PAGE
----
Second, news media has become more politically polarized since the 1980s. That goes both for content and for producers, which is to say, journalists. In the mid-20th century, most American journalists were politically liberal, but newsrooms typically employed conservative voices, too. And since national newspapers and legacy TV networks reached a broad audience, they couldn't afford to tell just one side of the story. That means few producers could afford to be committed to hegemony of either side (with exceptions for publications like The National Review, etc.).
Since then, the trend of liberal dominance in mainstream newsrooms has accelerated. For example, in a 1990s survey, 89% of Washington journalists voted for Clinton (Democrat) over Bush (Republican). Nearly 20 years later, 95% of mainstream journalists who donated to the 2008 presidential campaign supported Obama (Democrat) over McCain (Republican). The exceptions to this rule are right-wing networks like Fox News, which hires mostly conservative voices. In either case, we have political uniformity--mainstream places are liberal and right-wing places are conservative.
This ideological hegemony is bad for getting to the truth. I've recently published an article detailing how ideologically diverse groups are epistemically better than ideologically homogenous groups. Intrepid readers can find here, but the gist of it is that groups with diverse members do a better job asking good questions, collecting evidence, and testing hypotheses than groups whose members all think alike. So, given the fact that newsrooms are far more ideologically uniform now than 40 years ago gives us a reason to trust the news they produce less.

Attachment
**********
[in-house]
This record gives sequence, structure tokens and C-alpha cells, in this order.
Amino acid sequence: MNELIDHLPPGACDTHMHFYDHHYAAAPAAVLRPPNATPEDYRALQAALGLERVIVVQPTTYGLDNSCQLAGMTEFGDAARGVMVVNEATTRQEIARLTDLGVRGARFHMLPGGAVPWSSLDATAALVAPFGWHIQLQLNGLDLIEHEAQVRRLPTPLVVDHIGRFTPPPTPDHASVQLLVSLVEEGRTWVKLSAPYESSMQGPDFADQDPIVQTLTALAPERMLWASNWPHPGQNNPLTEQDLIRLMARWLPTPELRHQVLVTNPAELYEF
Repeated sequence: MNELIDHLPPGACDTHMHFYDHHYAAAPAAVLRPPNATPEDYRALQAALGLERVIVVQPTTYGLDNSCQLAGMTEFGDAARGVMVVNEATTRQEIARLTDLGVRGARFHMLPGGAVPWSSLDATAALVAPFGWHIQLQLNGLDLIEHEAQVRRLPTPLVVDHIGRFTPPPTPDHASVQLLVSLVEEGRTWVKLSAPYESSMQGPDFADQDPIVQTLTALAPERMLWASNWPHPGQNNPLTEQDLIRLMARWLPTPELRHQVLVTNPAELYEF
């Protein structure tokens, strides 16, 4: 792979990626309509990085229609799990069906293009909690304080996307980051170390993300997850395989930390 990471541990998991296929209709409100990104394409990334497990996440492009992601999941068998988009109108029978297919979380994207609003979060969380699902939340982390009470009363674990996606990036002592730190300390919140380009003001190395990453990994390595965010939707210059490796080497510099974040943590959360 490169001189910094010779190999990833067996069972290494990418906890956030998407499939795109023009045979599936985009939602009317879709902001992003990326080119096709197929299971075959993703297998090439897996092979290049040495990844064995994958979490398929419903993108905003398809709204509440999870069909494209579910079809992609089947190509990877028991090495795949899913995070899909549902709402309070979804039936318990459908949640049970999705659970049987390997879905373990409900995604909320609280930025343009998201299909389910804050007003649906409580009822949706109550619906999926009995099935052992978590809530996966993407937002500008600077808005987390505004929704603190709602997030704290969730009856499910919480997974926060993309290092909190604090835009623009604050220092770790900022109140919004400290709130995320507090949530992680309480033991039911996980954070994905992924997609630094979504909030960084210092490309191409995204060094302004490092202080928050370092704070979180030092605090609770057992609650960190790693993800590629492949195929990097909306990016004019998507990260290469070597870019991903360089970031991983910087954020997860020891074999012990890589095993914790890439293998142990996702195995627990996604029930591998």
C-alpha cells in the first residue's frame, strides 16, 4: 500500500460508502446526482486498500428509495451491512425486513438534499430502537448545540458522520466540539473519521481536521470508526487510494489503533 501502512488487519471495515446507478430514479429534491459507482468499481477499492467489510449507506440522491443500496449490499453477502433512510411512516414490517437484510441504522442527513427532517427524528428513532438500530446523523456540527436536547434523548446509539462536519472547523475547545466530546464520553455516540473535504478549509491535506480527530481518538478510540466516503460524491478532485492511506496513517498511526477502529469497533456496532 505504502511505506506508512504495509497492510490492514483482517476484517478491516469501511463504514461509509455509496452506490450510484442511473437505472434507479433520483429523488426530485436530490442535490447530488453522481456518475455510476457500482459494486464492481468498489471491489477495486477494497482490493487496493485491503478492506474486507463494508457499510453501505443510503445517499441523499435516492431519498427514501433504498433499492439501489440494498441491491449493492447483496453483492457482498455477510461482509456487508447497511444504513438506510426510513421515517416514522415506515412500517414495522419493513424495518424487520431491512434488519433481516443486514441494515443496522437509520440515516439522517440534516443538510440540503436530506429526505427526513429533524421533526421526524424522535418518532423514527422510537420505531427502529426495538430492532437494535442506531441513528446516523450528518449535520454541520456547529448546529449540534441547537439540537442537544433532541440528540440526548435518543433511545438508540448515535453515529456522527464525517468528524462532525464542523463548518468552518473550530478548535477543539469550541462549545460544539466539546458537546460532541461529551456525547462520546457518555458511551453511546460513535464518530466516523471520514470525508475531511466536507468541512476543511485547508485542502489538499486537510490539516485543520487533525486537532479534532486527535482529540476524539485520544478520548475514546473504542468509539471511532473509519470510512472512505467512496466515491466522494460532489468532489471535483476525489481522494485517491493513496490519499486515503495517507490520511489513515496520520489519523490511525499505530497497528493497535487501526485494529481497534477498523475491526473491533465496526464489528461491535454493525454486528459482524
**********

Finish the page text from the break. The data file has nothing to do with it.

Third, the news marketplace has become exceptionally competitive, and this competition is driving news producers to shift away from balanced, accurate coverage and towards infotainment. The syndication of talk radio, the rise of cable news, the ubiquity of the internet, and the algorithms of social media have transformed the competition for viewer attention and rewarded news producers who can entertain their audiences. That alone explains the significant rise in angertainment these days.
In the 1960s, producers of NBC news could pick, frame, and discuss stories with the goal of presenting an issue accurately and fairly. After all, they had a captured audience--there were only three legacy TV stations, and gaps in TV reception meant that many houses only received one of the three. But today, if you were an investor on Shark Tank, you would be better off investing in the company pitching news in clever YouTube shorts or TikTok videos rather than long-form magazine articles with charitable, logical analyses of difficult issues.
It should be pretty obvious why the shift towards entertainment justifies a reduction in trust. If a company is rewarded by how informed its viewers are, it has a clear incentive to get to the truth. If a company is rewarded by how entertained its viewers are, it does not. Just as Nickelodeon deserves less trust than National Geographic, so too does today's media deserve less trust than yesteryear's.
In sum, mass media just isn't the same as it was four decades ago. It's more centralized (less local), more partisan (less diverse), and more focused on entertainment than factual reporting. All of those features make it less likely that the news reports the truth, the whole truth, and nothing but the truth. And that's why it makes sense to trust the media less now than we did 40 years ago.
So, the next time you hear about a survey decrying Americans' loss of trust in media, don't be dismayed. That's exactly what you would expect of rational people responding to the significant changes to media companies in recent years. As media becomes more national, more partisan, and more fun, we should be trusting it less, not more.